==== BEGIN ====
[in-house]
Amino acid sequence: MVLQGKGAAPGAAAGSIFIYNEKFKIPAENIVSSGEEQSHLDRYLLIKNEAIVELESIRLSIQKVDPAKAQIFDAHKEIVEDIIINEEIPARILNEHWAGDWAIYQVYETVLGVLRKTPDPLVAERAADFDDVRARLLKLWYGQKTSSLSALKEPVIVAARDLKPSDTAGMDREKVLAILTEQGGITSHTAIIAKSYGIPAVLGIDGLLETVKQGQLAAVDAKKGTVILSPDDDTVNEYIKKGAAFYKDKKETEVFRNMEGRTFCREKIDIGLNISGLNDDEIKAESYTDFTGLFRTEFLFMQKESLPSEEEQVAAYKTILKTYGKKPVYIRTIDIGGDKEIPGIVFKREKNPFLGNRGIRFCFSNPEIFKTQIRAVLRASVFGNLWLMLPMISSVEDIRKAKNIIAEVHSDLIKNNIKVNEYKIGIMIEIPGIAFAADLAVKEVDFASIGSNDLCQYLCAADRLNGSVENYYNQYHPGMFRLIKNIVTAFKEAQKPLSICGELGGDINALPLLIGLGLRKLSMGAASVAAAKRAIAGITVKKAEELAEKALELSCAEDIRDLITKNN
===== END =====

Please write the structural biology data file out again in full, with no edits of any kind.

[in-house]
Amino acid sequence: MVLQGKGAAPGAAAGSIFIYNEKFKIPAENIVSSGEEQSHLDRYLLIKNEAIVELESIRLSIQKVDPAKAQIFDAHKEIVEDIIINEEIPARILNEHWAGDWAIYQVYETVLGVLRKTPDPLVAERAADFDDVRARLLKLWYGQKTSSLSALKEPVIVAARDLKPSDTAGMDREKVLAILTEQGGITSHTAIIAKSYGIPAVLGIDGLLETVKQGQLAAVDAKKGTVILSPDDDTVNEYIKKGAAFYKDKKETEVFRNMEGRTFCREKIDIGLNISGLNDDEIKAESYTDFTGLFRTEFLFMQKESLPSEEEQVAAYKTILKTYGKKPVYIRTIDIGGDKEIPGIVFKREKNPFLGNRGIRFCFSNPEIFKTQIRAVLRASVFGNLWLMLPMISSVEDIRKAKNIIAEVHSDLIKNNIKVNEYKIGIMIEIPGIAFAADLAVKEVDFASIGSNDLCQYLCAADRLNGSVENYYNQYHPGMFRLIKNIVTAFKEAQKPLSICGELGGDINALPLLIGLGLRKLSMGAASVAAAKRAIAGITVKKAEELAEKALELSCAEDIRDLITKNN